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Departure of NYDC a warning for coffee chains

Released at: 13:14, 28/07/2016

Departure of NYDC a warning for coffee chains

Photo: Duc Anh

Singaporean coffee and dessert chain closes its last outlet, in HCMC, amid an increasingly competitive environment.

by Ha Anh

The Singaporean coffee and dessert chain NYDC has fully withdrawn from the Vietnamese market after seven years due to fierce competition from both local and foreign rivals.

New York Dessert Coffee (NYDC) published the closure of its last store at the Metropolitan Tower in District 1 of Ho Chi Minh City on its Facebook page without any official statement from its parent company in Singapore.

The parent company, Singapore’s SUTL Group, has not been available for comment over the last few days while NYDC promised on its Facebook page that it would return sometime in the future.

NYDC closed three of its other outlets in May, all in Ho Chi Minh City. The outlet in District 1 was next to a major rival, The Coffee Bean & Tea Leaf (CBTL).

With investment from Singapore’s SUTL Group, NYDC arrived in Vietnam in 2009 and young people were quickly attracted to its modern drinks menu and tasty American desserts such as cheesecakes and mud-pies.

The SUTL Group, which also brought KFC to Vietnam, hoped it could replicate the success of KFC. It planned to open 20 stores in office buildings and malls over a five-year period, with each costing $250,000 to $300,000.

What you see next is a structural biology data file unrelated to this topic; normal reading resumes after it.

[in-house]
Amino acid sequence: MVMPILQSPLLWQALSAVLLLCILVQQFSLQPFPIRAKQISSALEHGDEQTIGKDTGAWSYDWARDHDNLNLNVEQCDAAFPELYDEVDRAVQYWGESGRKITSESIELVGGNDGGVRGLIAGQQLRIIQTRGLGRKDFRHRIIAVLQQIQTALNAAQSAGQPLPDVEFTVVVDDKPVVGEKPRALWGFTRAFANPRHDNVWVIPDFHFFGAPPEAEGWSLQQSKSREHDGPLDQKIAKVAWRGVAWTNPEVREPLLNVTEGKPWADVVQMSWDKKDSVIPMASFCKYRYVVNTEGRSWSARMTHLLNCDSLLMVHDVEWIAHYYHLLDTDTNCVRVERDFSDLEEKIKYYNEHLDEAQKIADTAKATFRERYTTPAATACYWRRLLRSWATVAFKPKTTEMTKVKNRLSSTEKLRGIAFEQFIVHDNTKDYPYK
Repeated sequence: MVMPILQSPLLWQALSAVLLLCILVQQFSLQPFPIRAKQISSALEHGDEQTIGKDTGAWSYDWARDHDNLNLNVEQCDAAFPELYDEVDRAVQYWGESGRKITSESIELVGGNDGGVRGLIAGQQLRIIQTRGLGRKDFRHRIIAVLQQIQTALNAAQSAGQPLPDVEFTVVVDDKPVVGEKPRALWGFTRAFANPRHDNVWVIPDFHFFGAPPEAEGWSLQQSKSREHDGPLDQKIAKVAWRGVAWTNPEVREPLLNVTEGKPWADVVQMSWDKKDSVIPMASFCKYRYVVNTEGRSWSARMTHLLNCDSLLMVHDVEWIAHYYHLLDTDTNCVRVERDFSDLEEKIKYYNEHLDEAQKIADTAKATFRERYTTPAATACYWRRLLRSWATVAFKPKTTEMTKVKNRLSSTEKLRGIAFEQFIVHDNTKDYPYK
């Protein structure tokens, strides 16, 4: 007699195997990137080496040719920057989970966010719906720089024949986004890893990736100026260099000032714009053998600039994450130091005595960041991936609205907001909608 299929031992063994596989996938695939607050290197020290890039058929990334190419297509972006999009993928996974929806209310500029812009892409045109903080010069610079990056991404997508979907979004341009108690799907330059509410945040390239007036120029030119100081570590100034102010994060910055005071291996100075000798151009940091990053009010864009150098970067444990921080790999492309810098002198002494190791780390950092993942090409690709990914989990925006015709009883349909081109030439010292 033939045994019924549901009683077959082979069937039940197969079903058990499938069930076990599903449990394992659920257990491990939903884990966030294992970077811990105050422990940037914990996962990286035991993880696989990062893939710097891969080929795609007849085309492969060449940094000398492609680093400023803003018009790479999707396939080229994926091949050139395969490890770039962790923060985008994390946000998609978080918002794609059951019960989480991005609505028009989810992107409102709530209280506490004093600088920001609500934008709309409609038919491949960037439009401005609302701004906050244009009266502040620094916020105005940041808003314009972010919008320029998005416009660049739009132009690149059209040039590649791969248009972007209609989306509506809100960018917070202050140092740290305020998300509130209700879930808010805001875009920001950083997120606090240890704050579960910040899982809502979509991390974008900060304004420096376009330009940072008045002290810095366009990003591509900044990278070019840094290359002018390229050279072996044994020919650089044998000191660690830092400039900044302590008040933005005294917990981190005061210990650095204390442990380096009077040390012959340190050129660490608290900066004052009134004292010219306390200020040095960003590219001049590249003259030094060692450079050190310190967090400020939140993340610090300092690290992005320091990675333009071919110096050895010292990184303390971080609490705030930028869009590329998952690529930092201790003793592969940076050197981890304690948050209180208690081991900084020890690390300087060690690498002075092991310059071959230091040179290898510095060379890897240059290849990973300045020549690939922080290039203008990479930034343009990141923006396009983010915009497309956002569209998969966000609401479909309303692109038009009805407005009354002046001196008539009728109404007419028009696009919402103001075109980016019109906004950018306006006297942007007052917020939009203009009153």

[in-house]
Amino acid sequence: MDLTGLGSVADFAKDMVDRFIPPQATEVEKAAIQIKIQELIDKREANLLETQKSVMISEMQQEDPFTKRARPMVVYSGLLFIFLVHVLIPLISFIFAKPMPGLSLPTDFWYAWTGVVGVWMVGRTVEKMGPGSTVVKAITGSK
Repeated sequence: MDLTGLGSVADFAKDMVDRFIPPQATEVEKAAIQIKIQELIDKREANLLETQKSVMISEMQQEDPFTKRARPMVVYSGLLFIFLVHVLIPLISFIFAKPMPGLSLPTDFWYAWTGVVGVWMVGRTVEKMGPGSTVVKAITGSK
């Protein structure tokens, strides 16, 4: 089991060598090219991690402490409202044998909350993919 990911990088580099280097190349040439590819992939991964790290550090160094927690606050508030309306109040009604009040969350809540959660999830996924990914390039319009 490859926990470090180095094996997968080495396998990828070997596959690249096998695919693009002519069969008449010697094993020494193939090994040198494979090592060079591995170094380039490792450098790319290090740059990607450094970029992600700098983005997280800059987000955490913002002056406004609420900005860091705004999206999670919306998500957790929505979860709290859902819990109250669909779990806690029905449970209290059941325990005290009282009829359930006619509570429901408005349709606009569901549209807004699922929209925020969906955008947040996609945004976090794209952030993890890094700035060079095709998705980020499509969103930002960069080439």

SUTL’s ambitions, however, quickly faded as NYDC failed to compete with local and international coffee chains such as The Coffee House, Urban Station, CBTL, and, most recently, Starbucks.

Though NYDC and SUTL did not detail the reasons behind the withdrawal, industry insiders believe its expensive menu and locations were among the issues. “The business model of NYDC is less competitive,” said Ms. Nguyen Ha Linh, developer of the Cong Caphe chain. “Smaller and newer brands are much more flexible in competing.”

Vietnam has seen a flood of coffee shop chains over the last decade, both local and foreign and primarily franchises. Most attract young Vietnamese with money in their pockets.

But success depends on various factors, according to Mr. Rachan Reddy, General Manager of IFB Holdings, the manager of CBTL in Vietnam. “I think the biggest reason for success or failure is listening to customers and well executing and delivering what the customer wants,” he told VET. “It’s not easy. If you fail at doing this your business will eventually fail.”

For whatever reason, the withdrawal of NYDC sends a warning to foreign players looking to establish franchises in Vietnam. Despite the country being one of the hottest franchising markets in Southeast Asia, careful planning and perfect execution are required if a brand wants to do well. 

Mr. Reddy believes that “Vietnam’s coffee chains are still very healthy,” and Ms. Linh said that “big brands like Starbucks will not follow NYDC’s move,” at least not soon. “Listen to the customer and learn to develop trust in your own judgment,” was Mr. Reddy’s advice to young Vietnamese startups in the coffee chain business.

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